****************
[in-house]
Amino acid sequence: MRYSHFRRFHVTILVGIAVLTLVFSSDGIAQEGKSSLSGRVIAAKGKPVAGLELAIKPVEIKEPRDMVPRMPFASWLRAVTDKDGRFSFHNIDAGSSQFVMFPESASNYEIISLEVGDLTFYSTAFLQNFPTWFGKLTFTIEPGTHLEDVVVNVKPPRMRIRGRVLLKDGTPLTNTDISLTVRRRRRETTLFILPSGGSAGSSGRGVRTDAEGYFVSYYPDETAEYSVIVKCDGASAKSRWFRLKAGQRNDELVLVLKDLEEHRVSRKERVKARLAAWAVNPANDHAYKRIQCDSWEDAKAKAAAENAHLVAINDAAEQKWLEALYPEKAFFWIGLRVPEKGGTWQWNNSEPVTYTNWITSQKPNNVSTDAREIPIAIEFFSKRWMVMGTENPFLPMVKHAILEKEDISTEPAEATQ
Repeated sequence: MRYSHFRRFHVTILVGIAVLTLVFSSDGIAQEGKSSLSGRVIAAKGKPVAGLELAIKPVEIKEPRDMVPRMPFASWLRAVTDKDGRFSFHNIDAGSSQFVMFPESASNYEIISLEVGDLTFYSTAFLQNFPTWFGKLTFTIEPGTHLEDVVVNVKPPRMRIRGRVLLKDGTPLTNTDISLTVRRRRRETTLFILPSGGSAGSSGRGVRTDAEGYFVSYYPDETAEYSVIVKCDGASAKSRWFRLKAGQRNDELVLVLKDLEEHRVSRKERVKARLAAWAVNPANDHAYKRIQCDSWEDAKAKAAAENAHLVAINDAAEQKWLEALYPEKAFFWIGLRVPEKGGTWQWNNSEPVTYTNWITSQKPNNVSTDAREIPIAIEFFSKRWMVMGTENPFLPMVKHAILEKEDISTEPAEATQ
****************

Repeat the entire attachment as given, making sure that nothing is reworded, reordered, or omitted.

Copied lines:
[in-house]
Amino acid sequence: MRYSHFRRFHVTILVGIAVLTLVFSSDGIAQEGKSSLSGRVIAAKGKPVAGLELAIKPVEIKEPRDMVPRMPFASWLRAVTDKDGRFSFHNIDAGSSQFVMFPESASNYEIISLEVGDLTFYSTAFLQNFPTWFGKLTFTIEPGTHLEDVVVNVKPPRMRIRGRVLLKDGTPLTNTDISLTVRRRRRETTLFILPSGGSAGSSGRGVRTDAEGYFVSYYPDETAEYSVIVKCDGASAKSRWFRLKAGQRNDELVLVLKDLEEHRVSRKERVKARLAAWAVNPANDHAYKRIQCDSWEDAKAKAAAENAHLVAINDAAEQKWLEALYPEKAFFWIGLRVPEKGGTWQWNNSEPVTYTNWITSQKPNNVSTDAREIPIAIEFFSKRWMVMGTENPFLPMVKHAILEKEDISTEPAEATQ
Repeated sequence: MRYSHFRRFHVTILVGIAVLTLVFSSDGIAQEGKSSLSGRVIAAKGKPVAGLELAIKPVEIKEPRDMVPRMPFASWLRAVTDKDGRFSFHNIDAGSSQFVMFPESASNYEIISLEVGDLTFYSTAFLQNFPTWFGKLTFTIEPGTHLEDVVVNVKPPRMRIRGRVLLKDGTPLTNTDISLTVRRRRRETTLFILPSGGSAGSSGRGVRTDAEGYFVSYYPDETAEYSVIVKCDGASAKSRWFRLKAGQRNDELVLVLKDLEEHRVSRKERVKARLAAWAVNPANDHAYKRIQCDSWEDAKAKAAAENAHLVAINDAAEQKWLEALYPEKAFFWIGLRVPEKGGTWQWNNSEPVTYTNWITSQKPNNVSTDAREIPIAIEFFSKRWMVMGTENPFLPMVKHAILEKEDISTEPAEATQ